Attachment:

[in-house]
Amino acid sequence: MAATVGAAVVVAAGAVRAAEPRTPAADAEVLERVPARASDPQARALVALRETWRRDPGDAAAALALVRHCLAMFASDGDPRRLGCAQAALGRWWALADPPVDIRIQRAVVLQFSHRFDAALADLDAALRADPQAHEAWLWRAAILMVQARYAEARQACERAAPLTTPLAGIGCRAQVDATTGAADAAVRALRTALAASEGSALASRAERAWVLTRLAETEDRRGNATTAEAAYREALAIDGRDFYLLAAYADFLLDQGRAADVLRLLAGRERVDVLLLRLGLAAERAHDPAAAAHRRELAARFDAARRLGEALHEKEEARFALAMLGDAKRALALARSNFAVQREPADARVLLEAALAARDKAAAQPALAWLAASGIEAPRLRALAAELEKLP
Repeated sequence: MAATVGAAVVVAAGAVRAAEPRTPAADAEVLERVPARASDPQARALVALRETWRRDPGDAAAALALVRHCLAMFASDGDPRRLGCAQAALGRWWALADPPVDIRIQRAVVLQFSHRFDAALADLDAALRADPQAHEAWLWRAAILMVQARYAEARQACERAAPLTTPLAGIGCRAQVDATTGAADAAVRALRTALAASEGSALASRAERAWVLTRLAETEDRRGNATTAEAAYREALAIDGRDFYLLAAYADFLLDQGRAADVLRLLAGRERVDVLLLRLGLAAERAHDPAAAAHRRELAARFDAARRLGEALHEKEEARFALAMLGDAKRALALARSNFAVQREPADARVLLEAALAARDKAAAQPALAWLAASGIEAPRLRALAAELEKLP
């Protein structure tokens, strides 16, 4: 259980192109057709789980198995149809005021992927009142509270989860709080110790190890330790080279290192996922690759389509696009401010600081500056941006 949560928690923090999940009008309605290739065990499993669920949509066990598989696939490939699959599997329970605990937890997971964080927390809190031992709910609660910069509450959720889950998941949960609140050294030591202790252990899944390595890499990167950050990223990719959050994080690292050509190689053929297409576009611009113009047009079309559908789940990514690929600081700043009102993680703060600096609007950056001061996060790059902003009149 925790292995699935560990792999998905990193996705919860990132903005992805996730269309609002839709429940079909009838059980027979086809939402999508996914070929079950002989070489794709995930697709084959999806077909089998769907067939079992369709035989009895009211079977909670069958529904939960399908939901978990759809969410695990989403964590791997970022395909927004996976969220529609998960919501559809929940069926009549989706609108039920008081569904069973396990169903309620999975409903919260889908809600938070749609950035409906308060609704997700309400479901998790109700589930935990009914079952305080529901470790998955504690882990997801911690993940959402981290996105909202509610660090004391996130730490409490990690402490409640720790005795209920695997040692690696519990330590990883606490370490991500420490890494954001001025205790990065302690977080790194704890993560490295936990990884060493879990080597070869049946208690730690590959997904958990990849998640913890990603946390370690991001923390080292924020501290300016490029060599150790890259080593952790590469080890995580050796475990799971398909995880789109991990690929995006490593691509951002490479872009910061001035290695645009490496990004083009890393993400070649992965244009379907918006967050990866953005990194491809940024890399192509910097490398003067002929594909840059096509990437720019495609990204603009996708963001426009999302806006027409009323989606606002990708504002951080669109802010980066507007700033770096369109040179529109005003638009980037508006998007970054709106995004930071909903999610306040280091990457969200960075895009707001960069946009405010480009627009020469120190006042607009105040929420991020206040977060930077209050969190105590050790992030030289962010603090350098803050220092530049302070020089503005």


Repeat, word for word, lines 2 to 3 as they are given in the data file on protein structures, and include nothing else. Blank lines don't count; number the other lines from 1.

Amino acid sequence: MAATVGAAVVVAAGAVRAAEPRTPAADAEVLERVPARASDPQARALVALRETWRRDPGDAAAALALVRHCLAMFASDGDPRRLGCAQAALGRWWALADPPVDIRIQRAVVLQFSHRFDAALADLDAALRADPQAHEAWLWRAAILMVQARYAEARQACERAAPLTTPLAGIGCRAQVDATTGAADAAVRALRTALAASEGSALASRAERAWVLTRLAETEDRRGNATTAEAAYREALAIDGRDFYLLAAYADFLLDQGRAADVLRLLAGRERVDVLLLRLGLAAERAHDPAAAAHRRELAARFDAARRLGEALHEKEEARFALAMLGDAKRALALARSNFAVQREPADARVLLEAALAARDKAAAQPALAWLAASGIEAPRLRALAAELEKLP
Repeated sequence: MAATVGAAVVVAAGAVRAAEPRTPAADAEVLERVPARASDPQARALVALRETWRRDPGDAAAALALVRHCLAMFASDGDPRRLGCAQAALGRWWALADPPVDIRIQRAVVLQFSHRFDAALADLDAALRADPQAHEAWLWRAAILMVQARYAEARQACERAAPLTTPLAGIGCRAQVDATTGAADAAVRALRTALAASEGSALASRAERAWVLTRLAETEDRRGNATTAEAAYREALAIDGRDFYLLAAYADFLLDQGRAADVLRLLAGRERVDVLLLRLGLAAERAHDPAAAAHRRELAARFDAARRLGEALHEKEEARFALAMLGDAKRALALARSNFAVQREPADARVLLEAALAARDKAAAQPALAWLAASGIEAPRLRALAAELEKLP